Growing Bean Sprouts: A Fun Gardening Activity for Kids

Hey there sprout enthusiasts! If you’re anything like me, you get a kick out of growing your own food. I mean, what’s cooler than producing crunchy, nutritious sprouts in your own kitchen with just a jar and some beans? Pretty awesome, right? Well let me tell you, cultivating these little green babies is super straightforward – we’re talking a few basic supplies and just days from seed to harvest. Not only is it fun for the whole family, but you’ll be pumping your meals full of vitamins, minerals, and antioxidants. Intrigued about how to grow your own bean sprouts? Read on sprout padawan, and I’ll walk you through the simple steps to turn beans into a nutrient-dense delight! Trust me, with minimal effort you’ll be munching on trays of tasty homemade sprouts in no time. It’s inexpensive, space-saving, and crazy rewarding – what’s not to love?

Bean Sprout Gardening – A Fun Activity for Kids

Growing bean sprouts at home is an easy and enjoyable gardening project for children and families. Kids will have fun observing the sprouts develop and will be excited to eat the results of their efforts!

Materials Needed

To get started, you’ll need a few basic supplies:

  • Clean jar (a mason jar or reused glass jar works well)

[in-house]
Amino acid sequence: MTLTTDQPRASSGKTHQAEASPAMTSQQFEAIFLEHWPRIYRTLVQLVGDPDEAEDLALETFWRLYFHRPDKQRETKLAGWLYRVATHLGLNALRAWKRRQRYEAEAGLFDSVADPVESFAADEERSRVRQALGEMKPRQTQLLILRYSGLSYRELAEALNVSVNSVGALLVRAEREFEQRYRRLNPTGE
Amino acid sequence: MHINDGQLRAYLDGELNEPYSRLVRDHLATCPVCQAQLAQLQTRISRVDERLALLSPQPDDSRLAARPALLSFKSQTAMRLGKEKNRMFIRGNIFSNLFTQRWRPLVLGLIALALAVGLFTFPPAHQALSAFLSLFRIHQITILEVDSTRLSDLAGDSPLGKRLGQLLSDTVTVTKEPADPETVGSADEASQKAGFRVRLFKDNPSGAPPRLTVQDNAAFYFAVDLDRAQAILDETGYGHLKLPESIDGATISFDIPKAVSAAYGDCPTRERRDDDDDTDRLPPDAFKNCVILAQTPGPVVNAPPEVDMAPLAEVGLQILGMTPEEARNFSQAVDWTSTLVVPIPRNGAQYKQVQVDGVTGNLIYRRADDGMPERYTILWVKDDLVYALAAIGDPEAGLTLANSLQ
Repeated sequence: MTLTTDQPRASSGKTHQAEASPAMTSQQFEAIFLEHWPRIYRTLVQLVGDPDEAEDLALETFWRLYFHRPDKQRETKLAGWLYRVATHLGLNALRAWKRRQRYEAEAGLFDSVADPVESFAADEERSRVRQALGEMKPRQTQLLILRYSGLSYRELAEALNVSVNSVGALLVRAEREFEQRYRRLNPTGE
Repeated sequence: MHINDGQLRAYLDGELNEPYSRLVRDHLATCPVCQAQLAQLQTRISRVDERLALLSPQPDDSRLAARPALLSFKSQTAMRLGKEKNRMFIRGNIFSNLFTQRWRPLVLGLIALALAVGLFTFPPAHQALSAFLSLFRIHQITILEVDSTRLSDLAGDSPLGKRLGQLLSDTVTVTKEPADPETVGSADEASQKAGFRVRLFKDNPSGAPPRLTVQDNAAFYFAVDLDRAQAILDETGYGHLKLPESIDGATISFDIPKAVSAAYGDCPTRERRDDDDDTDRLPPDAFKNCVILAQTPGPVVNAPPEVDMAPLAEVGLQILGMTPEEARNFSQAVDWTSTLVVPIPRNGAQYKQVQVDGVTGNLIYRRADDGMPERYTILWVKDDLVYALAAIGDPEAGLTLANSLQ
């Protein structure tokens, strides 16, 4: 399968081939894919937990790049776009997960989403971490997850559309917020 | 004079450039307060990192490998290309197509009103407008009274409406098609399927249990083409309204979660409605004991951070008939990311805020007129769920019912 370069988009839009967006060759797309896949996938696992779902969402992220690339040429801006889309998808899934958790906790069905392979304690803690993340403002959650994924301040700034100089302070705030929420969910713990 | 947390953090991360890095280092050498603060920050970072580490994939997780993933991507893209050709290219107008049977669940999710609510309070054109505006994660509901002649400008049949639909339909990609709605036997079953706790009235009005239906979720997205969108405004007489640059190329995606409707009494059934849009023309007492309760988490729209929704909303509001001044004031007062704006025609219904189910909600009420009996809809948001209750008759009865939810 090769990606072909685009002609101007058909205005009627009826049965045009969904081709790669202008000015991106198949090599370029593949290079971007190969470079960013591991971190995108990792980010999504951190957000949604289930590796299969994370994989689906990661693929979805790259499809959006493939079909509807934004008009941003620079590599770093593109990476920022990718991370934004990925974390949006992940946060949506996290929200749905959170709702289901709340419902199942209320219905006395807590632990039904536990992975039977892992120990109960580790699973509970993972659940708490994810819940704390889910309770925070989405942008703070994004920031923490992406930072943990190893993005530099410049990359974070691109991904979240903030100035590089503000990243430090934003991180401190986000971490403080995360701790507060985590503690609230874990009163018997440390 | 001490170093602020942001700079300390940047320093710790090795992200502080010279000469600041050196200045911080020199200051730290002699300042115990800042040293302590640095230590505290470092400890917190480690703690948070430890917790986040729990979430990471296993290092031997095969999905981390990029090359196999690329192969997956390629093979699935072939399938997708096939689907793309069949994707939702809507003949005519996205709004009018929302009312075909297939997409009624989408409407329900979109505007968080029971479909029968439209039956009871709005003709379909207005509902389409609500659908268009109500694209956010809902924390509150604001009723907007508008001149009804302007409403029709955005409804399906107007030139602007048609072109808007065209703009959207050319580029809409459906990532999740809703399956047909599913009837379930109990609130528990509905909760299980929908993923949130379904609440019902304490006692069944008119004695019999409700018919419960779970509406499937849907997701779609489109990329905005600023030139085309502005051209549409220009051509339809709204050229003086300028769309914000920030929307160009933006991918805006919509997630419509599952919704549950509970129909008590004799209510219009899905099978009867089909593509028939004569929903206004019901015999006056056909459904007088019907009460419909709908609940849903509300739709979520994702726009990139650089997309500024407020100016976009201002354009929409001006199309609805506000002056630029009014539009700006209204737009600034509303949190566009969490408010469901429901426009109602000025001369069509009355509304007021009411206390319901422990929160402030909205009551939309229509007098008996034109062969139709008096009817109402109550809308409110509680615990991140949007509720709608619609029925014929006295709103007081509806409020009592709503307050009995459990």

• Bean sprout seeds (mung beans or soybeans are common)
  • Cheesecloth or muslin
  • Water


  1. Select and rinse the beans. Measure out 1-2 tablespoons of beans per jar. Rinse thoroughly in a colander to remove any dirt or debris.
  2. Soak the beans overnight. Place the rinsed beans in a jar and cover with water. Let soak for 8-12 hours. The beans will expand as they soak, so don’t overfill the jar.
  3. Prepare the jar. Remove the beans and place a piece of cheesecloth or muslin over the mouth of the jar, securing it with a rubber band or string. Add the soaked beans to the jar, filling no more than a third of the space.
  4. Place in a dim spot. Put the jar in a cupboard away from direct light. Let the beans soak for another 8-12 hours until they sprout little tails. Rinse and drain them twice a day.
  5. Harvest the sprouts. Once the sprouts are 1-2 inches long, usually 3 to 5 days, they’re ready to eat! Rinse and enjoy them in salads, sandwiches, and stir fries. Handle gently since sprouts are delicate.